In the current legal action that opposes the vaping industry to the FDA, the District Court of Washington D.C. gave the FDA until August 16 to respond to for the consolidated lawsuit filed by Nicopure Labs and The Right to be Smoke-Free Coalition.
A thick document has been returned by the FDA to Judge Amy B. Jackson on August 16 with the arguments the Agency considers relevant in this case: A memorandum in opposition to plaintiff’s motion. The file is a 102 page document describing the position of the FDA with regard to its deeming rules to counteract those of Nicopure Labs and The Right to be Smoke-Free Coalition. The FDA concludes the argumentation by sentence “the Court should deny Plaintiffs’ motions for summary judgment, grant Defendants’ cross-motion for summary judgment, and enter judgment in favor of Defendants on all claims“.
Each party has now presented to the court its view of applicable law by submitting a legal memorandum supporting, or opposing, the motion. With this cross-motion, the FDA asked, in due time according to the deadline given by the Court for summary judgment which means that in the Agency’s view, the plaintiffs’ case has to be rejected without further discussion by the Court. It is of course up to Judge Jackson to decide to put an end to end the Nicopure and Coalition’s actions.
Next steps should be plaintiffs’ reply to the Court, expected before August 26 and the confirmation by the Court that both parties are allowed to defend. This will probably come before the date of oral session, on October 11. It will be the occasion for judge Jackson to question the legal representative of the parties on issues in the case. But a closer event will be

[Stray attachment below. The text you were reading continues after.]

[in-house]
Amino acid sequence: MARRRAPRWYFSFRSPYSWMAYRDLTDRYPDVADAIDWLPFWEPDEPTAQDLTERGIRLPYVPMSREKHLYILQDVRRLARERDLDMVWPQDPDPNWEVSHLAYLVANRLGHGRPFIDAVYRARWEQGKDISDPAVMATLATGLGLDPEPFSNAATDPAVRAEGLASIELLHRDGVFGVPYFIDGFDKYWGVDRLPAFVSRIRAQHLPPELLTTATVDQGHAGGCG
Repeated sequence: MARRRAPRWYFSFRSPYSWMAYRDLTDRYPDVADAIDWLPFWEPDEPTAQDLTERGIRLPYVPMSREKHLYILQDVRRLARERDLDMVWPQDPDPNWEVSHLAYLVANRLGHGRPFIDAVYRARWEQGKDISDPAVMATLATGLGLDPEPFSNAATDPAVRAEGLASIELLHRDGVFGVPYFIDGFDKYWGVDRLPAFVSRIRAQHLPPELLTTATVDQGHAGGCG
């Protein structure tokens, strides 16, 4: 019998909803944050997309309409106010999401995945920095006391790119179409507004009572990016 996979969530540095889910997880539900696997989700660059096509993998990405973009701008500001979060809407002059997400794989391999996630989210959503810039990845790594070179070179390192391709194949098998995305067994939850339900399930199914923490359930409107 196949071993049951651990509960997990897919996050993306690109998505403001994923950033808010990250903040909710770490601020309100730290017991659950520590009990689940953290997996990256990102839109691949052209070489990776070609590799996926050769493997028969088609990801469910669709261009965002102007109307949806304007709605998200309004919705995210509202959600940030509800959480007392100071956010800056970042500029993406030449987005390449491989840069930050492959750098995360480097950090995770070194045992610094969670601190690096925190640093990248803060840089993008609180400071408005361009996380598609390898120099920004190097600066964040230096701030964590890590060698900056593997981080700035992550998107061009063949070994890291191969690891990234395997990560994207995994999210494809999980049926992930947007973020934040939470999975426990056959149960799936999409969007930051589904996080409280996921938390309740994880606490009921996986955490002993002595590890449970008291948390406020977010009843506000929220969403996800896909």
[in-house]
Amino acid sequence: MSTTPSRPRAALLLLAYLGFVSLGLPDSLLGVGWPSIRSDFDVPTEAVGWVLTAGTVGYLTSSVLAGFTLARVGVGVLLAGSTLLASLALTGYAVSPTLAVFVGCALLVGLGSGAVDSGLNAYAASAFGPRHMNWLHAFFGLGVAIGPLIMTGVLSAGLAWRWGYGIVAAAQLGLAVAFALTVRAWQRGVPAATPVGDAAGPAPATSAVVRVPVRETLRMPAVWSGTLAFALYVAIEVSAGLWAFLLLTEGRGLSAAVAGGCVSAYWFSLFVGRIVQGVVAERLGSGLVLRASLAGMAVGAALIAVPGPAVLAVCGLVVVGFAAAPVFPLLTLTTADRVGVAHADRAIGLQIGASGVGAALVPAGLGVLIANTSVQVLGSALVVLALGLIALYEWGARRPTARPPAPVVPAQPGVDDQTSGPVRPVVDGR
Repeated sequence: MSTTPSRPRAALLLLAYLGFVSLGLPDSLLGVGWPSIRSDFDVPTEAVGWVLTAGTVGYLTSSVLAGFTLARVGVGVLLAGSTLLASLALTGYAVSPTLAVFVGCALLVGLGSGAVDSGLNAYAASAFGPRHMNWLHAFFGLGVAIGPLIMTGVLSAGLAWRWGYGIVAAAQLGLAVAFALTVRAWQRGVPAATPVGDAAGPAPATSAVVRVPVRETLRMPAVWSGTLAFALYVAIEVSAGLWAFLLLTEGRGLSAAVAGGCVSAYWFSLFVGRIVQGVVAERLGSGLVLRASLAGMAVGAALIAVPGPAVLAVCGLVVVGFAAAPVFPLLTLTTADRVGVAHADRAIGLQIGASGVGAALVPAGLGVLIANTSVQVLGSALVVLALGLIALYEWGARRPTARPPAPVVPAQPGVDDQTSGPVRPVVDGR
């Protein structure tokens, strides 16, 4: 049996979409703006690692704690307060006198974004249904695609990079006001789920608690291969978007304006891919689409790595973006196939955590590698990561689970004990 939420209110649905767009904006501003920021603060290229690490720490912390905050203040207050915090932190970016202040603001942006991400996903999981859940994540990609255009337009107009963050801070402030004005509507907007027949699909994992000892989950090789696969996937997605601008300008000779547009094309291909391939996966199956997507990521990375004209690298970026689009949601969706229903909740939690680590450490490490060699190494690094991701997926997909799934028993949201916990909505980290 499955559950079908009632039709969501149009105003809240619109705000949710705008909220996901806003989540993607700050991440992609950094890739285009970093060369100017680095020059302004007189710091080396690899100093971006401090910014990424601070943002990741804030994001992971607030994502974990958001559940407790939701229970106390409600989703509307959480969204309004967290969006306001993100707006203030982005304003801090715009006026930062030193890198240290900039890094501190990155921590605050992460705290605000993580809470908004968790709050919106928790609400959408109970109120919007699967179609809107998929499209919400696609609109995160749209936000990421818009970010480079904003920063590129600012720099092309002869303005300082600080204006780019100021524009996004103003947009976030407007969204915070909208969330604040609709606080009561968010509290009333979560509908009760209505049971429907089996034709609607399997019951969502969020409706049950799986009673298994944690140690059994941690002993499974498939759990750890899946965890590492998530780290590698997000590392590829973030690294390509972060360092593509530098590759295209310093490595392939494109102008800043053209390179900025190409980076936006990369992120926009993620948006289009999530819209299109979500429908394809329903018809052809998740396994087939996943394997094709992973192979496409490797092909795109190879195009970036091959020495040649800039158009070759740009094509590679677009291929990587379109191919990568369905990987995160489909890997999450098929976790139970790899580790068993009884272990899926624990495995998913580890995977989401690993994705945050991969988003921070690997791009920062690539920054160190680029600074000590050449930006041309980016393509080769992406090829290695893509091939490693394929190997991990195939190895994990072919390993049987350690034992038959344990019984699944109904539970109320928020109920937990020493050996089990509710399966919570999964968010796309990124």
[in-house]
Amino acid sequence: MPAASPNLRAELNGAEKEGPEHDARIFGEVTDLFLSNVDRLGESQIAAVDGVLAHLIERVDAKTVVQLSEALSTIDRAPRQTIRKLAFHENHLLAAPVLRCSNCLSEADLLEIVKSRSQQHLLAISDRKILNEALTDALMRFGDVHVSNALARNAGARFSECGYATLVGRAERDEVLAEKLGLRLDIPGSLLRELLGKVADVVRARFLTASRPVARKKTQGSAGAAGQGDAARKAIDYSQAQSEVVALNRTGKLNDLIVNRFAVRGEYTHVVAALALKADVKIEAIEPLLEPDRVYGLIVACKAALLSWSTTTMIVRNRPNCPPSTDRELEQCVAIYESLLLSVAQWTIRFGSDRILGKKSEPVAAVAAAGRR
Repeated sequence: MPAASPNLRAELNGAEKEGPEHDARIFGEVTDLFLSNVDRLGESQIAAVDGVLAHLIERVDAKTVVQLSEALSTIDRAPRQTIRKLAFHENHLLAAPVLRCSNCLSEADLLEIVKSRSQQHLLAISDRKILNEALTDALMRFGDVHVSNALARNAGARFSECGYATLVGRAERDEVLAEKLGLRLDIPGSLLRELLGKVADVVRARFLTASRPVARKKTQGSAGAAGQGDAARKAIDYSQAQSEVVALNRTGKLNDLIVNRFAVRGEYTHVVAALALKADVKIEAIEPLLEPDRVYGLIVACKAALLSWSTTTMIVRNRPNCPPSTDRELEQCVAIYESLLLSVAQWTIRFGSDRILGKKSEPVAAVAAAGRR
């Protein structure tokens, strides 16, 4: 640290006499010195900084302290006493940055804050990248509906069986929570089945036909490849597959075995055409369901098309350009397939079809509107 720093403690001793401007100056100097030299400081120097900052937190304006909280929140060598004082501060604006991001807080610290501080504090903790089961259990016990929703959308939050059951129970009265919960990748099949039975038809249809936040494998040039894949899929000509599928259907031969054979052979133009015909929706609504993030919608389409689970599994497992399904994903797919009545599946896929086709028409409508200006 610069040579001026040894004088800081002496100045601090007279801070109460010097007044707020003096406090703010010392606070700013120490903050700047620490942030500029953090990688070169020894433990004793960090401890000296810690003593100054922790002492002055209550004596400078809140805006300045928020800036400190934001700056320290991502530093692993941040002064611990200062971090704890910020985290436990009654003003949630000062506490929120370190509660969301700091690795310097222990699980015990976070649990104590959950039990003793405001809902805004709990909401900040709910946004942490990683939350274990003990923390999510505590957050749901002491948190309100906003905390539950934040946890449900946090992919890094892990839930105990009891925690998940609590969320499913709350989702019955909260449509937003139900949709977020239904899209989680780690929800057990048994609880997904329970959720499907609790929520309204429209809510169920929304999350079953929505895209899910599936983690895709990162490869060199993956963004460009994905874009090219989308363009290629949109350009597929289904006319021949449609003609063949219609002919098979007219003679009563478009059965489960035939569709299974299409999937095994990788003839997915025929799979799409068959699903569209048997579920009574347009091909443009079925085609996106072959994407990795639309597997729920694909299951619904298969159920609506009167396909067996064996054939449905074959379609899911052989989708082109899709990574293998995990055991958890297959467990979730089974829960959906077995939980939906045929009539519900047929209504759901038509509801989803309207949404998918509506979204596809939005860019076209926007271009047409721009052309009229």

— VaporTechAssociation (@VaporTechAssoc) August 16, 2016
Dimitris Agrafiotis, SEVIA USA‘s chairman, vigorously comments the writings.
In summary, FDA’s arguments are:
- E-cigarette and their components and parts are properly regulated under the tobacco Control Act
- The FDA rationally explained why it deemed e-cigarettes subject to the Tobacco Control Act, and its decision is amply supported by the record
- There is no basis to second-guess the FDA’s determination that the benefits of the deeming rule justify its cost
- The FDA in any event fully complied with the regulatory flexibility Act
- The Tobacco Control Act comports with substantive due Process
- The deeming rule is consistent with the first amendment
In the introduction, the FDA confirms its anti-vaping rather than neutral position by quoting (without specifying explicit reference) “some evidence that they in fact inhibit [smoking] cessation”. The agency also shortcuts the complex neurophysiological effects of nicotine as “one of the most addictive substances known to man”, ignoring that recent research found it less addictive when delivered under the form of vapor than associated to combusted tobacco compounds.
And the list of such scientific approximations or misinterpretations is long…
A hearing is scheduled for October 11, 2016 at the District Court of Washington D.C.